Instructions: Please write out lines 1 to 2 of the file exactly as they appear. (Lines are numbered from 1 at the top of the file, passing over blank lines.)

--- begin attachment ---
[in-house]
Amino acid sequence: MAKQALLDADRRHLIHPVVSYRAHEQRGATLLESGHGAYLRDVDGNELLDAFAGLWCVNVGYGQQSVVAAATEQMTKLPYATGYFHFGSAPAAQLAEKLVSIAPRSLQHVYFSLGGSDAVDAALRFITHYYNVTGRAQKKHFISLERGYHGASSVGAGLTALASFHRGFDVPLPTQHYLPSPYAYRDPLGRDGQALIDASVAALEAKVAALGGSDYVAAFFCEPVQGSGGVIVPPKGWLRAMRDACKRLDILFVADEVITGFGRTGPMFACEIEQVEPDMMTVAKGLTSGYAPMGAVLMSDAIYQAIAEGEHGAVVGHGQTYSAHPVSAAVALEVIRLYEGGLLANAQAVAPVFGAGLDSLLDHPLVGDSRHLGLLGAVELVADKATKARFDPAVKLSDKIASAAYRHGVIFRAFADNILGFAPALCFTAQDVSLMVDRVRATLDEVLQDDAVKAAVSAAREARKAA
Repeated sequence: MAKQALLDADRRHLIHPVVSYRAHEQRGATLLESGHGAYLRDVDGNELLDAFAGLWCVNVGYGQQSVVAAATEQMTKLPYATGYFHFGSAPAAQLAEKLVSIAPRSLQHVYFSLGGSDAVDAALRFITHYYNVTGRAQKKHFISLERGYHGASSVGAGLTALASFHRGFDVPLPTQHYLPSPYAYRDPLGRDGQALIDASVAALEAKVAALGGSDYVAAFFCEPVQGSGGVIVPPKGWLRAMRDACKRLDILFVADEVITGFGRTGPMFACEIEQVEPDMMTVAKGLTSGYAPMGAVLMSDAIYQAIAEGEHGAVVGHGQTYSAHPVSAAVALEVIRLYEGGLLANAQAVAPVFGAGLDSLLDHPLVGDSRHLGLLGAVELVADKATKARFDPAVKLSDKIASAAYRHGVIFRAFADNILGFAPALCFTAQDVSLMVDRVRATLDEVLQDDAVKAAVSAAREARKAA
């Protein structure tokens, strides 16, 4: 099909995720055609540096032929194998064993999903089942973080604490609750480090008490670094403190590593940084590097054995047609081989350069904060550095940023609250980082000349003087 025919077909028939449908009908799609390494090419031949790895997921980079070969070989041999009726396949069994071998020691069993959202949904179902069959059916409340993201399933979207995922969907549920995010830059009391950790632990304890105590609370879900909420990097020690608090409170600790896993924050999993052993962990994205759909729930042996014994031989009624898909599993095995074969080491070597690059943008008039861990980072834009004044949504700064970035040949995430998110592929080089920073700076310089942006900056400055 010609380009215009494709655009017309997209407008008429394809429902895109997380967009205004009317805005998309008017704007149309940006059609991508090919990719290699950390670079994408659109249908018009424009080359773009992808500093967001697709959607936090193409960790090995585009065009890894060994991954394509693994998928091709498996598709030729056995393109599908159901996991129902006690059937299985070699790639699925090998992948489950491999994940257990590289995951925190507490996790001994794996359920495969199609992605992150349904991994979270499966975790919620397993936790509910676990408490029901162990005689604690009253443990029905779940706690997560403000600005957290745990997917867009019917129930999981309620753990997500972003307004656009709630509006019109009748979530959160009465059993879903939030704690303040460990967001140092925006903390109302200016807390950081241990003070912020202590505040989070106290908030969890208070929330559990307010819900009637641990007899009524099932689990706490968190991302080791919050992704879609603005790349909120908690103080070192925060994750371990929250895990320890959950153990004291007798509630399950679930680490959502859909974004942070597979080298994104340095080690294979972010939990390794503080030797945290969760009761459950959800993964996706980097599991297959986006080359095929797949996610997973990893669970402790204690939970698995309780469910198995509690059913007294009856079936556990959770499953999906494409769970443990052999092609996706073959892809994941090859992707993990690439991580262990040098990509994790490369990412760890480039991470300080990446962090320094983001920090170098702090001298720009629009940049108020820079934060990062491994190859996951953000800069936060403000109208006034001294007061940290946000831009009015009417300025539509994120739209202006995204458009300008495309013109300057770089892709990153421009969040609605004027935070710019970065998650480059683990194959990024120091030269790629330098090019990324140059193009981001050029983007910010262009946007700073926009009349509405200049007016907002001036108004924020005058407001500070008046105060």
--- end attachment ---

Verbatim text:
[in-house]
Amino acid sequence: MAKQALLDADRRHLIHPVVSYRAHEQRGATLLESGHGAYLRDVDGNELLDAFAGLWCVNVGYGQQSVVAAATEQMTKLPYATGYFHFGSAPAAQLAEKLVSIAPRSLQHVYFSLGGSDAVDAALRFITHYYNVTGRAQKKHFISLERGYHGASSVGAGLTALASFHRGFDVPLPTQHYLPSPYAYRDPLGRDGQALIDASVAALEAKVAALGGSDYVAAFFCEPVQGSGGVIVPPKGWLRAMRDACKRLDILFVADEVITGFGRTGPMFACEIEQVEPDMMTVAKGLTSGYAPMGAVLMSDAIYQAIAEGEHGAVVGHGQTYSAHPVSAAVALEVIRLYEGGLLANAQAVAPVFGAGLDSLLDHPLVGDSRHLGLLGAVELVADKATKARFDPAVKLSDKIASAAYRHGVIFRAFADNILGFAPALCFTAQDVSLMVDRVRATLDEVLQDDAVKAAVSAAREARKAA